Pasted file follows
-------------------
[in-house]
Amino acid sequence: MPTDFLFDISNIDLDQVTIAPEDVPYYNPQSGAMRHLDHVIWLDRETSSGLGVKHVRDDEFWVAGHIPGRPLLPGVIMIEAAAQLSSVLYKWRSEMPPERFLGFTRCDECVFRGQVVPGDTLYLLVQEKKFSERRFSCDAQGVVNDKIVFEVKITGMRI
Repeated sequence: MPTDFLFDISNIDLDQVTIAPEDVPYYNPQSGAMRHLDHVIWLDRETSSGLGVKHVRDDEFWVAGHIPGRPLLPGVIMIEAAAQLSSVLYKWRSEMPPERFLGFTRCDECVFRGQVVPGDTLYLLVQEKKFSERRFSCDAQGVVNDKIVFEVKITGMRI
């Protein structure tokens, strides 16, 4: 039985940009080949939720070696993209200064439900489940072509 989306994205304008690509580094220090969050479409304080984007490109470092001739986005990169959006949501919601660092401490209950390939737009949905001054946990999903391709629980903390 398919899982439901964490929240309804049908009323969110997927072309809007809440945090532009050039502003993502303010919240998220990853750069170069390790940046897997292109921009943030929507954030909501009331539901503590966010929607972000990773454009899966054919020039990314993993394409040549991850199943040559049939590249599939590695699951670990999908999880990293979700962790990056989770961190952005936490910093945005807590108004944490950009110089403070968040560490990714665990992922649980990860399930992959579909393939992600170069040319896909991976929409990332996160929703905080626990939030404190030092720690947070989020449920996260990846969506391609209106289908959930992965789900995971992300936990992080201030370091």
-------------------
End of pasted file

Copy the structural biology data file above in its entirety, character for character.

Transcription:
[in-house]
Amino acid sequence: MPTDFLFDISNIDLDQVTIAPEDVPYYNPQSGAMRHLDHVIWLDRETSSGLGVKHVRDDEFWVAGHIPGRPLLPGVIMIEAAAQLSSVLYKWRSEMPPERFLGFTRCDECVFRGQVVPGDTLYLLVQEKKFSERRFSCDAQGVVNDKIVFEVKITGMRI
Repeated sequence: MPTDFLFDISNIDLDQVTIAPEDVPYYNPQSGAMRHLDHVIWLDRETSSGLGVKHVRDDEFWVAGHIPGRPLLPGVIMIEAAAQLSSVLYKWRSEMPPERFLGFTRCDECVFRGQVVPGDTLYLLVQEKKFSERRFSCDAQGVVNDKIVFEVKITGMRI
């Protein structure tokens, strides 16, 4: 039985940009080949939720070696993209200064439900489940072509 989306994205304008690509580094220090969050479409304080984007490109470092001739986005990169959006949501919601660092401490209950390939737009949905001054946990999903391709629980903390 398919899982439901964490929240309804049908009323969110997927072309809007809440945090532009050039502003993502303010919240998220990853750069170069390790940046897997292109921009943030929507954030909501009331539901503590966010929607972000990773454009899966054919020039990314993993394409040549991850199943040559049939590249599939590695699951670990999908999880990293979700962790990056989770961190952005936490910093945005807590108004944490950009110089403070968040560490990714665990992922649980990860399930992959579909393939992600170069040319896909991976929409990332996160929703905080626990939030404190030092720690947070989020449920996260990846969506391609209106289908959930992965789900995971992300936990992080201030370091």